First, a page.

Hi All, Karl Peterson raised some interesting points with his
posting about trying to keep the humidity at just 30% in frigid
weather when a house doesn't have moisture barriers. In years past,
we have had similar problems here in New Jersey, but the winters have
been quite mild for the past few years. So, I have a tendency to
forget the ice that formed on the inside of the storm windows and
doors when it got really cold and I was using humidifiers to keep the
humidity at 35%-40% in just one room; my living room -- where I have
my main shop. (I can feel people cringing... but it's true.)
This year, I bought a new humidifier that doesn't use heat to
disburse the moisture. Instead, it uses centrifugal force to break
the water up into tiny molecules, and then forces them into a stream
of fast moving air that's sucked in from the room. I'm not sure why
this method of putting moisture into the air is more efficient, but
it's a heck of a lot cleaner than any humidifier that I've owned that
uses heat in any way, shape, or form. Maybe it has to do with the fact
that the air doesn't cool almost as soon as it leaves the humidified.
Maybe it's more 'natural'. Whatever it is, it doesn't make the room
feel damp, and moisture didn't 'collect' on the frozen windows even on
the coldest days this year.
However, on the other side of the coin, we have a heat-type humidified
in our bedroom, and one morning I went outside and saw beads of frozen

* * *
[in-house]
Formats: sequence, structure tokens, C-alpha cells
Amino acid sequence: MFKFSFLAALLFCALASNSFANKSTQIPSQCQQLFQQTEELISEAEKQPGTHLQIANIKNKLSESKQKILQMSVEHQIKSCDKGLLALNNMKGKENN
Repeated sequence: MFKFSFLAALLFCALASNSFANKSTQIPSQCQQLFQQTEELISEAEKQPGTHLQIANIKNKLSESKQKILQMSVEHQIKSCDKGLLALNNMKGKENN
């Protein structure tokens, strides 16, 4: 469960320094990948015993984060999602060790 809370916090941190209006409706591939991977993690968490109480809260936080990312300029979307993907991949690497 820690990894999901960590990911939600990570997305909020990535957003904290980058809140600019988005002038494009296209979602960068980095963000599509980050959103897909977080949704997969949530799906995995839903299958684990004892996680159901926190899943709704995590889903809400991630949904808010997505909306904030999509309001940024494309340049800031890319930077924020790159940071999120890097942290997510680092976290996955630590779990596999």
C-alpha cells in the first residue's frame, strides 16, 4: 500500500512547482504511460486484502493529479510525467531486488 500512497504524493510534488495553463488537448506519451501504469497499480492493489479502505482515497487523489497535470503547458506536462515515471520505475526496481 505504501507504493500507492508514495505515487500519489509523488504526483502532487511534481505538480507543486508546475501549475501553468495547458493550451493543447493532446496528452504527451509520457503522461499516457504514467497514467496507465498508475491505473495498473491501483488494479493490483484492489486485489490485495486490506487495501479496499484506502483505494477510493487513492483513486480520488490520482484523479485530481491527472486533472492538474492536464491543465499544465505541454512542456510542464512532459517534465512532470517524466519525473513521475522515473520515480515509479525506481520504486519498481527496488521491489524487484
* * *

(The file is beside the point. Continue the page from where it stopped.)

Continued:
water, coming from the small vent holes in the storm windows, that had
trickled down the side of the house (from the second story where the
bedroom is located). Making the situation even more interesting was
the fact that the bedroom next to our room, which has no humidifier,
had no frozen water beads. (We do keep our bedroom door almost fully
closed at night.) So, it was clearly the moist warm air from the
heat-type humidifier that was causing the difference.
I suppose the point of all this is that the new type of humidifier
(if it is a new type) does accomplish the goal of keeping humidity
in the room (I set it at 45% this Winter) without the annoying
condensation that has always resulted when a heat-type humidifier was
used. Is this type of humidity better for a piano? I don't know.
But, it seems like almost a no-brainer.
My thought is that the heat-type humidifiers spew what might be
referred to as 'clusters' of water molecules into the air. Those
clusters cool pretty rapidly and, being heavier than air, have a
tendency to condense on anything that is colder than the ambient
temperature in the room. And, since our skin is sensitive to changes
in wetness in the air, a room that's humidified with a heat-type system
'feels' a little damp. Also, I can assure you that the room that's
humidified with the 'cool air' type humidifier does not feel damp at
all. In fact, it feels quite normal.
So, this might be something to think about when you purchase your next
humidifier. I was a little surprised to find that the cool air type
was about the same price as the warm air type. And, during this
Winter, I found that the two used almost exactly the same amount of
water per hour.
You might be asking why it is that I included "player piano" in my
subject, whereas Karl just said "piano". It's my feeling that a player
piano is even more sensitive to changes in temperature and humidity
because there is so much 'un-sealed', relatively 'soft' wood in the
mechanism. And, that wood will soak up moisture faster than hardwood
or wood that is sealed.
I also believe the same is true for the bellows cloth, and that
'changes' in the humidity level will cause the material to 'take a set'
faster than material that remains at the same basic humidity. My
unscientific thoughts on the matter.
John A Tuttle
Brick, New Jersey, USA